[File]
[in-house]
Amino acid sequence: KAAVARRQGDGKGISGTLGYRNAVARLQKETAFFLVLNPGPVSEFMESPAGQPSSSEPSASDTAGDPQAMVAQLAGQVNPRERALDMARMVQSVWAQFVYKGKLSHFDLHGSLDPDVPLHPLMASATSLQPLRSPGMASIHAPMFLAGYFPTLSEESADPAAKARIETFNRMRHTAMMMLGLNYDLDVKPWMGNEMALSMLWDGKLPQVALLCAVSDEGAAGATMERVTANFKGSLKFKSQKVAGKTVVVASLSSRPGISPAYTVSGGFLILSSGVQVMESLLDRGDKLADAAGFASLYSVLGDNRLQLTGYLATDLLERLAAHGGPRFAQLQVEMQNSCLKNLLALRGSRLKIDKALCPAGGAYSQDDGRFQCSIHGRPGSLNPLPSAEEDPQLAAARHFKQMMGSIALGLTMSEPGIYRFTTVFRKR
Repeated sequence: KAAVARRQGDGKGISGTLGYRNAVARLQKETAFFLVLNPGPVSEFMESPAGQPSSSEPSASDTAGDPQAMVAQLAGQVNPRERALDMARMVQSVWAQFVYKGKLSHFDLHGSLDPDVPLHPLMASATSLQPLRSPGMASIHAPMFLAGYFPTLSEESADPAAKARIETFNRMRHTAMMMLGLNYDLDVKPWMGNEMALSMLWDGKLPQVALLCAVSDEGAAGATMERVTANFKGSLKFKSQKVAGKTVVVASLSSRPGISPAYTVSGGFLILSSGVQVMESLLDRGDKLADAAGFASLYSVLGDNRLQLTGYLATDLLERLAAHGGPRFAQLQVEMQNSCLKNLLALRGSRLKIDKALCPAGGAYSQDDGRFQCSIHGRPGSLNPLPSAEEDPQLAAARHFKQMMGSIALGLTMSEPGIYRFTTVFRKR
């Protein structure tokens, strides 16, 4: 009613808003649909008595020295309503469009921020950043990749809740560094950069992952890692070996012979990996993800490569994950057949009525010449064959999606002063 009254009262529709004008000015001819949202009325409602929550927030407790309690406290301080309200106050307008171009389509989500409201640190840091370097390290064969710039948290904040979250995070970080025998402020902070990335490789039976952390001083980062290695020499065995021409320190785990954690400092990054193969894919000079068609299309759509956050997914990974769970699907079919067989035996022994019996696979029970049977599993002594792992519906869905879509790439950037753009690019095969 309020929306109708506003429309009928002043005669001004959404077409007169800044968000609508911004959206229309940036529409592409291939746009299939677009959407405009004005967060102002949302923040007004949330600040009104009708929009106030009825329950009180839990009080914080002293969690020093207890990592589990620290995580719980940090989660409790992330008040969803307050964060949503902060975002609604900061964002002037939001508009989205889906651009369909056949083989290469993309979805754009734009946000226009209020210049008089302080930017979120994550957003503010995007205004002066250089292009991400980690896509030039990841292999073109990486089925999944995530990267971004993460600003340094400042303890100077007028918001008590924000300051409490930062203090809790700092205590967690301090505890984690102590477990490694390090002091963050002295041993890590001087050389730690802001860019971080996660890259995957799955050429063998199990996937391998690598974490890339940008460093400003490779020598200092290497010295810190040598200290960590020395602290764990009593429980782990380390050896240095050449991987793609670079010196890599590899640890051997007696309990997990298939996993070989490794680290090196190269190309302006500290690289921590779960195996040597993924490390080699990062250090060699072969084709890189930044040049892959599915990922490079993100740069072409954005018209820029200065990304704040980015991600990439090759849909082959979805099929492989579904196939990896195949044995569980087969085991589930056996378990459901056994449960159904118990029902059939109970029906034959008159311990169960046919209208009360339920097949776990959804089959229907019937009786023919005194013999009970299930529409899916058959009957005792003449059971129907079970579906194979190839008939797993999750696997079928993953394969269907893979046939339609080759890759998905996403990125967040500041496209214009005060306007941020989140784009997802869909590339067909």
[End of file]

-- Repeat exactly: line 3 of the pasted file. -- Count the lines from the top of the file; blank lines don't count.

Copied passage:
Repeated sequence: KAAVARRQGDGKGISGTLGYRNAVARLQKETAFFLVLNPGPVSEFMESPAGQPSSSEPSASDTAGDPQAMVAQLAGQVNPRERALDMARMVQSVWAQFVYKGKLSHFDLHGSLDPDVPLHPLMASATSLQPLRSPGMASIHAPMFLAGYFPTLSEESADPAAKARIETFNRMRHTAMMMLGLNYDLDVKPWMGNEMALSMLWDGKLPQVALLCAVSDEGAAGATMERVTANFKGSLKFKSQKVAGKTVVVASLSSRPGISPAYTVSGGFLILSSGVQVMESLLDRGDKLADAAGFASLYSVLGDNRLQLTGYLATDLLERLAAHGGPRFAQLQVEMQNSCLKNLLALRGSRLKIDKALCPAGGAYSQDDGRFQCSIHGRPGSLNPLPSAEEDPQLAAARHFKQMMGSIALGLTMSEPGIYRFTTVFRKR